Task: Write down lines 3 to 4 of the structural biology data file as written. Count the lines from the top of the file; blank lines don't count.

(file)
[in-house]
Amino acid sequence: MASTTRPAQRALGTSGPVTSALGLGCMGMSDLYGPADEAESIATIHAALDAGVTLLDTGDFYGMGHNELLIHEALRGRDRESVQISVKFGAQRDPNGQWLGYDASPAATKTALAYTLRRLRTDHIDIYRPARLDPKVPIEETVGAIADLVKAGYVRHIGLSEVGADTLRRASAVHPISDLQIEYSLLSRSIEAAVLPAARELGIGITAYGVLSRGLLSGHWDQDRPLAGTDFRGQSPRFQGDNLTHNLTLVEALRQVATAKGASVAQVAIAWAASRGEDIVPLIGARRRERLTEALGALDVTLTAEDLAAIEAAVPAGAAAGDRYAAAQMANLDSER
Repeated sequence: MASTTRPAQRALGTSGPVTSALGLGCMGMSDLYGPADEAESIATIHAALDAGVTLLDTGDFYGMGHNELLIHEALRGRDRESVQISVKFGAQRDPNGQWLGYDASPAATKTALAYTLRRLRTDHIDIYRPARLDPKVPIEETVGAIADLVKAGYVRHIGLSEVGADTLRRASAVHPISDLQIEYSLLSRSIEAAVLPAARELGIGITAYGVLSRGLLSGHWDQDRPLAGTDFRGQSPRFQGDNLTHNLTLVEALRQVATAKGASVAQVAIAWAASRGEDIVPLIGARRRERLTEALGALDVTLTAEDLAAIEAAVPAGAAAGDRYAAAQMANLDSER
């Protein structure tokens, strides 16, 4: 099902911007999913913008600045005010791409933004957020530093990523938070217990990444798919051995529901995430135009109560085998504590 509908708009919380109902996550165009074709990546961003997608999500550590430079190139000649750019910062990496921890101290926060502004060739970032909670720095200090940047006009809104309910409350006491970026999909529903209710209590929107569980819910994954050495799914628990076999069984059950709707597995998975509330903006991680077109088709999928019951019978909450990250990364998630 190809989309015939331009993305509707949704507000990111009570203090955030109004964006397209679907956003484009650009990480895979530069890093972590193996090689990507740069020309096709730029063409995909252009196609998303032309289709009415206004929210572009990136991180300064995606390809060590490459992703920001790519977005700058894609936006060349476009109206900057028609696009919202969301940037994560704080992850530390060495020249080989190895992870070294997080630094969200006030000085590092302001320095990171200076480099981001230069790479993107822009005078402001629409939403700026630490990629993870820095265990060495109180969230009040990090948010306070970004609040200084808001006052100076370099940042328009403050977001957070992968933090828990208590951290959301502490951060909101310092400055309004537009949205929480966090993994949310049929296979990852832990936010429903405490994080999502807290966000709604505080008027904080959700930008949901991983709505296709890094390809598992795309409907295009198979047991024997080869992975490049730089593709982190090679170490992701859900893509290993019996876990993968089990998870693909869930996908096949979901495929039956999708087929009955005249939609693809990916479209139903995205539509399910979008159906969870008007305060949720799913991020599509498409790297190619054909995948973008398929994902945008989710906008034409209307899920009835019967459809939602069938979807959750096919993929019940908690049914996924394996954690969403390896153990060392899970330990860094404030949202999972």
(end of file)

Repeated sequence: MASTTRPAQRALGTSGPVTSALGLGCMGMSDLYGPADEAESIATIHAALDAGVTLLDTGDFYGMGHNELLIHEALRGRDRESVQISVKFGAQRDPNGQWLGYDASPAATKTALAYTLRRLRTDHIDIYRPARLDPKVPIEETVGAIADLVKAGYVRHIGLSEVGADTLRRASAVHPISDLQIEYSLLSRSIEAAVLPAARELGIGITAYGVLSRGLLSGHWDQDRPLAGTDFRGQSPRFQGDNLTHNLTLVEALRQVATAKGASVAQVAIAWAASRGEDIVPLIGARRRERLTEALGALDVTLTAEDLAAIEAAVPAGAAAGDRYAAAQMANLDSER
């Protein structure tokens, strides 16, 4: 099902911007999913913008600045005010791409933004957020530093990523938070217990990444798919051995529901995430135009109560085998504590 509908708009919380109902996550165009074709990546961003997608999500550590430079190139000649750019910062990496921890101290926060502004060739970032909670720095200090940047006009809104309910409350006491970026999909529903209710209590929107569980819910994954050495799914628990076999069984059950709707597995998975509330903006991680077109088709999928019951019978909450990250990364998630 190809989309015939331009993305509707949704507000990111009570203090955030109004964006397209679907956003484009650009990480895979530069890093972590193996090689990507740069020309096709730029063409995909252009196609998303032309289709009415206004929210572009990136991180300064995606390809060590490459992703920001790519977005700058894609936006060349476009109206900057028609696009919202969301940037994560704080992850530390060495020249080989190895992870070294997080630094969200006030000085590092302001320095990171200076480099981001230069790479993107822009005078402001629409939403700026630490990629993870820095265990060495109180969230009040990090948010306070970004609040200084808001006052100076370099940042328009403050977001957070992968933090828990208590951290959301502490951060909101310092400055309004537009949205929480966090993994949310049929296979990852832990936010429903405490994080999502807290966000709604505080008027904080959700930008949901991983709505296709890094390809598992795309409907295009198979047991024997080869992975490049730089593709982190090679170490992701859900893509290993019996876990993968089990998870693909869930996908096949979901495929039956999708087929009955005249939609693809990916479209139903995205539509399910979008159906969870008007305060949720799913991020599509498409790297190619054909995948973008398929994902945008989710906008034409209307899920009835019967459809939602069938979807959750096919993929019940908690049914996924394996954690969403390896153990060392899970330990860094404030949202999972």